After having negotiated the NPS permitting change (no more night pickups), I decided to arrive in Lone Pine the night before starting our trip over Shepherd pass. We picked up our permit before closing time, and then made reservations at the Merry-Go-Round for our last civilized meal before heading for the interior of Sequoia NP. A good night's sleep at the Dow Villa, an early alarm set at four AM and the objective of getting through the lower elevations before temperatures warmed up significantly was the plan for initiating this long anticipated backpacking trip.
I had always read how Shepherd pass was "very difficult". To the contrary, I was pleased with this approach and found it more to my liking as we put in some good efforts starting at 6,300 feet and setting up our first camp just above Anvil. Anvil camp was thick with mosquitos, and an extra 400 feet of climbing eliminated the worst of these bugs. At 10,700 feet, we felt pretty good after having hiked over seven miles in steep terrain. I found this a much better way to acclimate than going in at near 10,000 feet, as is the case at the more popular eastern Sierra entry points. Shepherd pass is a well kept secret as goes an excellent entrance into what otherwise entails a good extra day of hiking from either Whitney Portal or Kearsarge, the two nearest alternative passes.
Day two, we set out early to begin what was to be a very fine trip, cresting this 12,000 foot pass before 10 in the morning. Snow this late in the season was no longer a problem, and the descent from the top is surprisingly easy being far less steep than the other side. Our destination was an off-trail lake near 11,000 feet, just east of Table mountain. We were nestled within the horseshoe shape of mountains created by the confluence of the Great Western Divide, the Kings Kern Divide and the eastern Sierra escarpment. It is a spectacular location. We saw only two other backpackers on the final day of our four night stay. The views from our tent were breathtaking.
I have never seen a wolverine, and this lake provided the first opportunity to come close. We found fresh tracks around the lake's perimeter, further testimony to the remote location for what would be our base camp for the remaining four nights of our trip.
As a minority member, my objective on these backpack trips is the fishing. As my son and I have improved our fishing skills over the years (this being our sixth annual father and son trip together). We choose lakes based on topography. Features such as which direction the lake faces, what is the shoreline in terms of any turf or trees, what are the size of the inlet and outlet streams ... these and other details can help improve the opportunity to catch not just fish, but BIG fish. The bigger the better. Anything over 15 inches is a trophy in my book for the High Sierra. I have only caught three fish over 15 inches in the High Sierra, and two of them were caught on this trip! Wet flies are the key to catching the bigger fish, and the time of day can significantly influence one's chances for success. The following photo is of one of the two 15.5 fish I caught on this trip. A beautiful fish indeed, probably some sort of rainbow-golden hybrid. The color in this fish is unlike any I have ever seen, and we did see quite a variety out of this wonderful lake. The remaining pictures punctuate our objective for this trip.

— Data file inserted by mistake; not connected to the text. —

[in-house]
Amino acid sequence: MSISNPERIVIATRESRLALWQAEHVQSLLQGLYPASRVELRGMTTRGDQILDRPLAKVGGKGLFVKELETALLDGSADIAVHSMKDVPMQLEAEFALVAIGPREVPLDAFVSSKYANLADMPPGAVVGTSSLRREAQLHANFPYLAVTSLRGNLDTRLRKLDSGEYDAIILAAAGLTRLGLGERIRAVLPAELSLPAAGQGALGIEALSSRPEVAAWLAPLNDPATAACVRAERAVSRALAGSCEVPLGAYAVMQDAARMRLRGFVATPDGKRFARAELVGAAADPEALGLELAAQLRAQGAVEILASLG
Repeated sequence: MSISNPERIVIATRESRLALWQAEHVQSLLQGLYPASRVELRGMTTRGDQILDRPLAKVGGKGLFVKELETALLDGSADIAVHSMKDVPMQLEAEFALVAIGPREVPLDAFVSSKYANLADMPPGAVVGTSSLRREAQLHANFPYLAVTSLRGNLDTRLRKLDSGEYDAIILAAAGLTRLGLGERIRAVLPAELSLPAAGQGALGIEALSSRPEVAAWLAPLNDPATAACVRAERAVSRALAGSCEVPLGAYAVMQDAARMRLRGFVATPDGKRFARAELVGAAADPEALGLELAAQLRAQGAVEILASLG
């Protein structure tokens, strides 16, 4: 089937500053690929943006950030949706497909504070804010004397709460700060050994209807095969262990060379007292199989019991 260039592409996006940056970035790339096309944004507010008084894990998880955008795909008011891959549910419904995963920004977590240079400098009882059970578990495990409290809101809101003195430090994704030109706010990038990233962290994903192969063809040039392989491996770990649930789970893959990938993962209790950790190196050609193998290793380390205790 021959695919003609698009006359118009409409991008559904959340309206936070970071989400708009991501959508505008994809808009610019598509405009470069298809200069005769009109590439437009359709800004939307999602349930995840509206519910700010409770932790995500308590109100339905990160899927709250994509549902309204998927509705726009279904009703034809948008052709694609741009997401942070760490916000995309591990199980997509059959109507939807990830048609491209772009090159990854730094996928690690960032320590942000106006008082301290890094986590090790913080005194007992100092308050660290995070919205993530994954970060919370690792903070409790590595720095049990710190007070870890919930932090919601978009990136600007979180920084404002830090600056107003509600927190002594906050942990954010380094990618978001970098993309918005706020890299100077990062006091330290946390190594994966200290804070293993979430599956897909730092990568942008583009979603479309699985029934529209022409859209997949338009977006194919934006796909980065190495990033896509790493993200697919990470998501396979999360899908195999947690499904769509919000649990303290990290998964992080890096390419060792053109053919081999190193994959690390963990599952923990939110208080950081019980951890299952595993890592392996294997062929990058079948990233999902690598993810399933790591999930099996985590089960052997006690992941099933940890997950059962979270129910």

We got to see some awesome mountains on this trip. My favorite on this trip was the 13,608 ft. Mt. Ericsson. The following picture is near sunset, viewing this craggy mountain from its south face. The next is the 13,630 ft. Table Mountain as viewed during a day hike from the northwestern face.
High Sierra Meadow
A beautiful meadow above our lake's campsite was full of cascading waterfalls and beautiful flowers. Table Mountain and Thunder Mountain formed an impressive backdrop. The first image is with Thunder Mountain in the far background.
It was a trip to remember. We had the solitude, terrific weather, the best fishing, and a backdrop of high Sierra mountain beauty.
I love the time spent with my own son, who's sixteen, much of it in the wilderness. While I hear folks who complain of trouble getting their son/daughter to talk to them about life, school, etc, I never have that problem. It's a matter of taking time out to enjoy your kids while they're still at home. It's precious time that can never be recovered once lost. Congrat's on a great trip and a wonderful read. --mark d.
P.S.--I'd love to have that wolverine track image attached to the Animal Signs album, if you'd care to do that. :-)
A very inspiring report indeed. Great scenery, great lakes, and big fish.
One question: what is your wet fly strategy? i.e., in terms of patterns, line type, extra weights? I have little experience fishing wets in lakes, which may explain my general lack of lake success. I will often fish a dropper rig in streams and rivers, which works pretty well. But always with floating line.
Yep, I figured that out with the help of others providing feedback. You'd think I'd have figured it out on my own, figuring I make a living working on canids! What can I say? Mountain air livens my imagination.